Tuesday, May 12, 2009


One of the things I struggled with in seminary was evaluating ancient culture by merely looking at archeological finds in books. I found it hard to connect the object with the culture. In other words, it's one thing to see a picture in a book; it's something completely different to see the archeological objects in person. I went to the Bible Lands museum today, which is a museum that collects artifacts and studies such things from a Jewish perspective. I studied artifacts from the Mesopotamians, Egyptians, Philistines, Aramaeans, Hittites, Phoenicians, Persians, Greeks, and Romans. There were things I've seen in books that I actually had opportunity to personally see today. And it makes all the difference in the world in connecting the dots. It's not that you can't do it to a certain extent from a book. But, it's really amazing to stand in front of a granite statue of an Egyptian princess that is taller and wider than you are.

Israel has always been a small country at the crossroads of history. They were impacted, influenced, pushed back and forth by the surrounding nations. And, while they were God's people they absorbed customs and culture from the people around them, for better or worse. Understanding these customs helps us to understand Scripture better. The better we understand what God was saying to the original recipients of Scripture the better we understand what he is saying to us. We can more easily strip away that which is only culture and that which is God's principle for us to apply today.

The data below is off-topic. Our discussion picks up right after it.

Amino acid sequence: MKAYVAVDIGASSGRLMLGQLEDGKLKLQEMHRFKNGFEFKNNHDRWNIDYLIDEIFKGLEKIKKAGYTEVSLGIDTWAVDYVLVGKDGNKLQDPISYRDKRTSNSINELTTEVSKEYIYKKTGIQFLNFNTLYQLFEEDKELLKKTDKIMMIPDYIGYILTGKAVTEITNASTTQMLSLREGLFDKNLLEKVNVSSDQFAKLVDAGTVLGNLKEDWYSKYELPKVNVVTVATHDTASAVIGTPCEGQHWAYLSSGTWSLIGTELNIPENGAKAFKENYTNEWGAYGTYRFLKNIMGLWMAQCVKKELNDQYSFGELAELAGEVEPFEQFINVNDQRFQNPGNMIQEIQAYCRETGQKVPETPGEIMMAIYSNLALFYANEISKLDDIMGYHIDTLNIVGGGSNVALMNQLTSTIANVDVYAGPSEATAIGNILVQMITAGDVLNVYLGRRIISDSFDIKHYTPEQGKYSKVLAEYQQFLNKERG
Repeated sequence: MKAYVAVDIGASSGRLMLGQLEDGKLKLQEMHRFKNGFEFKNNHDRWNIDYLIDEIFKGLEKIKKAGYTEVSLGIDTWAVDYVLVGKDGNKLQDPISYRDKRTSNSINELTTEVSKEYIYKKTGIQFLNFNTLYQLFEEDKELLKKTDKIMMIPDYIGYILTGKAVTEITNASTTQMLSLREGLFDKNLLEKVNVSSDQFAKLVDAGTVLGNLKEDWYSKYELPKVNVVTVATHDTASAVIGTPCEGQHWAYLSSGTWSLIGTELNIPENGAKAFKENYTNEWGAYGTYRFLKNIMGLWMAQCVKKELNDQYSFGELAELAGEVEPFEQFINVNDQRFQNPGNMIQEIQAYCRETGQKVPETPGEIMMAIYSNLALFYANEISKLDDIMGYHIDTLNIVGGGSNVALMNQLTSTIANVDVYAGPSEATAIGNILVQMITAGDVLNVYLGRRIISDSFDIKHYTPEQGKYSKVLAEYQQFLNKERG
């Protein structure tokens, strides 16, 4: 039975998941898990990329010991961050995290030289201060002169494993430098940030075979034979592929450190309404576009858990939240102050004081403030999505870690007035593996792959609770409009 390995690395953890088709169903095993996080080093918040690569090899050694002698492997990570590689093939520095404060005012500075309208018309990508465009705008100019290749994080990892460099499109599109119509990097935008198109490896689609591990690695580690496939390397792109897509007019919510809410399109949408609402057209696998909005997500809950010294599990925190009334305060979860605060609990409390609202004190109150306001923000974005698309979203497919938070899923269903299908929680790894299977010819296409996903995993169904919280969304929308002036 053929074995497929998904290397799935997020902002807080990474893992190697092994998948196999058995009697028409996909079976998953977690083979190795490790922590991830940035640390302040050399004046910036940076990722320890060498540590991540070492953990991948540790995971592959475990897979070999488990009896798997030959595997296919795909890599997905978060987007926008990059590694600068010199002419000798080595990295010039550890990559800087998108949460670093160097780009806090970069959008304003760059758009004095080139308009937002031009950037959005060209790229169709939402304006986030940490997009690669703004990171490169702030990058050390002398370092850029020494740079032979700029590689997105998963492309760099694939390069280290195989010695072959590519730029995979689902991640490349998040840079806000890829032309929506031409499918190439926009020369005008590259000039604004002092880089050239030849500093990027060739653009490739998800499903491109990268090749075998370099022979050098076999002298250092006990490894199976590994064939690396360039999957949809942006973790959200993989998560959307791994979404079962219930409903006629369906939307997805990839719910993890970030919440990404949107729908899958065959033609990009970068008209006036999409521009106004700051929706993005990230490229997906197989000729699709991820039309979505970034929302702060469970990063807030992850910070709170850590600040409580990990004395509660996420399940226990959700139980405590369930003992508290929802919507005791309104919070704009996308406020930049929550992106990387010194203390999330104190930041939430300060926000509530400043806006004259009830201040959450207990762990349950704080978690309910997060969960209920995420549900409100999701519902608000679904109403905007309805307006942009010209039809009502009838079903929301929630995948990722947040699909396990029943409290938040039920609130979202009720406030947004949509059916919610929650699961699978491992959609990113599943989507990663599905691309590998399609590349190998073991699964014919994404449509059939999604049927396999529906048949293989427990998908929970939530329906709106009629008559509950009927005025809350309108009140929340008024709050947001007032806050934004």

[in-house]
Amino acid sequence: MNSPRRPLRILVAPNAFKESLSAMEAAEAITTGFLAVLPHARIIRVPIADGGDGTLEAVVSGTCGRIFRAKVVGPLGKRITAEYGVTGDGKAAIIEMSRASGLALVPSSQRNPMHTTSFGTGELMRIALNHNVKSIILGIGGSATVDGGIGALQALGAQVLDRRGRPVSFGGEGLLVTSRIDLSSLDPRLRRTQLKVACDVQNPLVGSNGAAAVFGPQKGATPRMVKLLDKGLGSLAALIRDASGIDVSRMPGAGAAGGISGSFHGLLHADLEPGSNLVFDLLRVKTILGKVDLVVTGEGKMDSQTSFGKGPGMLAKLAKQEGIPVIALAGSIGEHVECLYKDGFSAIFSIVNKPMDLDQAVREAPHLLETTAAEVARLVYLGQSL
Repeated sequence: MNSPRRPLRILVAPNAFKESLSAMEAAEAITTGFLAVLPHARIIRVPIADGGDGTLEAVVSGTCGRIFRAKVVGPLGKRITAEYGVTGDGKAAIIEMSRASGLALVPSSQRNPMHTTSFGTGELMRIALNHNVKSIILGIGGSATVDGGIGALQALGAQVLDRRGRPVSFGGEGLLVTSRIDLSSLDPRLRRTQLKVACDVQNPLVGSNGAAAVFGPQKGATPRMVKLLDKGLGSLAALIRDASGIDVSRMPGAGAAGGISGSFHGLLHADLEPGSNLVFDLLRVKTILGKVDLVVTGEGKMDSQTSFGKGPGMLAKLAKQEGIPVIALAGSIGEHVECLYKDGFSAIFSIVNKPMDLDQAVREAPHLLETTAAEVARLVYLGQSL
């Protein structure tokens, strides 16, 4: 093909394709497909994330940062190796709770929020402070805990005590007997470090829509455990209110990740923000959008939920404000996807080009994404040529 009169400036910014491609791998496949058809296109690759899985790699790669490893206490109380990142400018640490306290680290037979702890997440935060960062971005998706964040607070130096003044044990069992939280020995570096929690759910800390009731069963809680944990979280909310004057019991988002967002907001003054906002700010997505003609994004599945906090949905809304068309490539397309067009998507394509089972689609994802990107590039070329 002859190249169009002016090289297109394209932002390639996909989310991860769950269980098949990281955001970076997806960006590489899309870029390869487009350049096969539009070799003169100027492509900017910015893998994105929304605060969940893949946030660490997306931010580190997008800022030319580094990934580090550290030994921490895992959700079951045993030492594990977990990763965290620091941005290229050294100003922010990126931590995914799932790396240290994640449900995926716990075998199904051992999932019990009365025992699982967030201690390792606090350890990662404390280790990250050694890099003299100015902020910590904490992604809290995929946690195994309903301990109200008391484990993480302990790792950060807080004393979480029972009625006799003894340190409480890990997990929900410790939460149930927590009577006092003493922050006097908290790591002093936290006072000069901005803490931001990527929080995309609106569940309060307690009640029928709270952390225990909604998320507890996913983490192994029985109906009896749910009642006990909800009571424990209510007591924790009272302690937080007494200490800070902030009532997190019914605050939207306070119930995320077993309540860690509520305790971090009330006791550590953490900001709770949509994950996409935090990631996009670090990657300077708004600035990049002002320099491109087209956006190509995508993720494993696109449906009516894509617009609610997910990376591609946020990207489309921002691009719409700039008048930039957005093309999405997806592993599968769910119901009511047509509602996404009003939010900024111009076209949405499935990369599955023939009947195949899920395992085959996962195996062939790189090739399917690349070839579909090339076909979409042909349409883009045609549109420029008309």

Two areas I found especially interesting were the areas on the use of seals on documents and the development of language. First, beginning around 5000 BC there were stamp seals made of clay or stone. They functioned much like our signature functions today: they identified the owner of an object. As time went on another kind of seal was developed, a kind of round seal, that looks like a little barrel (as small as the tip of your finger). The outside of the seal carried some kind of information, like someone's name or title. Of course, I had read about seals before, but one thing I didn't understand was that they were used by people at all levels of society. The material a seal was made out of corresponded to his wealth and status.

In the Bible seals were used to endorse a law (Is. 8:16) or a covenant (Neh. 9:38). When Daniel was thrown in the lion's den Kind Darius sealed the stone cover with his ring and with the rings of his assistants (Dan. 6:17). In the New Testament the tomb of Jesus was secured with a seal (Mt. 27:66). And, when we trust in the Lord Jesus Christ as Savior Ephesians 1:13-14 says that when we respond to the good news of Jesus we are “marked in him with a seal, the promised Holy Spirit” (Ephesians 1:14).

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